Reports circulated last week that Twitter is in the process of building a set of enhanced features for Tweetdeck, the “power user” publishing and management tool it bought a few years ago, that would add a paid tier to the free product. Those features include a dashboard offering insights on trending topics as well as analytics for people to view how their Tweets are performing.

This kind of additional feature set makes a lot of sense for Tweetdeck. If you’re not familiar with it, Tweetdeck is for serious usage of Twitter, already allowing for easy List management and viewing as well as the creation of columns tracking hashtag or keyword searches. This isn’t for the casual user, it’s for people who are managing multiple accounts, tracking different Lists of people they’re following and so on. It’s heavily used by social media brand managers and others who need to make sure they’re getting as much out of Twitter as possible.

So it makes a lot of sense that there would be a group of people just chomping at the bit to open their wallets (or those of their agencies/companies) to get access to these features, which are designed to make everyone’s lives easier. The problem is that these features are coming a bit late in the game to be truly differentiating. Many of the things listed in the set of upcoming potential additions are already available in similar tools like Hootsuite and others. These aren’t wholly new offerings that can keep Tweetdeck users plugged in and active.

Seven years ago, before Twitter introduced its own native analytics, when Twitter reporting was still largely the purview of just a couple third party tools, social media managers would have fallen over themselves to pay for the kind of features that are reported to be coming soon to Tweetdeck. But now we’re in a world where these kinds of numbers are widely available through other systems, many of which are already being paid for. We’re also at a place where Twitter is under more fire (sometimes self-inflicted) than ever before. Every six months there’s another round of “will Twitter survive/who will buy it” press speculation, casting the company’s future as being ever in doubt.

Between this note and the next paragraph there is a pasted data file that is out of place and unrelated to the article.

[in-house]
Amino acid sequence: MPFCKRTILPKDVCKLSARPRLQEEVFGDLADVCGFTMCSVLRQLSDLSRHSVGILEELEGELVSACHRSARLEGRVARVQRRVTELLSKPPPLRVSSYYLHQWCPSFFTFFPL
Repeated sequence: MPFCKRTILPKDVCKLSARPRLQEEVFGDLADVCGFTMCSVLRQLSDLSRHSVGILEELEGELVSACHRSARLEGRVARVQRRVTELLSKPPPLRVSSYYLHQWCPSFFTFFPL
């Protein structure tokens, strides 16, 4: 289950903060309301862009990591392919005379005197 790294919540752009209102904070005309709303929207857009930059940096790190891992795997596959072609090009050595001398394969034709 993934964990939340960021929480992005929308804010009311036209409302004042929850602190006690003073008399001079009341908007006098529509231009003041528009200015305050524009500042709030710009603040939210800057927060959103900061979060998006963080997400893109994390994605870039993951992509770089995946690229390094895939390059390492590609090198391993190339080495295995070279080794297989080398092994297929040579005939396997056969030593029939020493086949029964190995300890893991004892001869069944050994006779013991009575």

The key differentiating value proposition here is that people would be able to manage even more from within the single Tweetdeck dashboard/interface. That’s attractive, sure, but it also mimics functionality that is still already available elsewhere. But for those who aren’t already Tweetdeck aficionados there’s little here to make them consider a switchover.

Finally, this seems like the kind of thing a developer community – the kind Twitter used to have and cultivate until several years ago – would have built on their own. But that community isn’t anywhere what it once was because Twitter decided to essentially shut it down, exerting control over the API and making sure that the product was controlled more tightly since it impacted ad buying and display.

These enhanced features are still in the planning stages, so it remains to be seen what they’ll wind up looking like when they are officially rolled out. The one thing that seems certain is that this is the type of feature set that is at least six or seven years late, at least from the perspective of those for whom Tweetdeck is an essential part of their daily engagement, monitoring and publishing routine.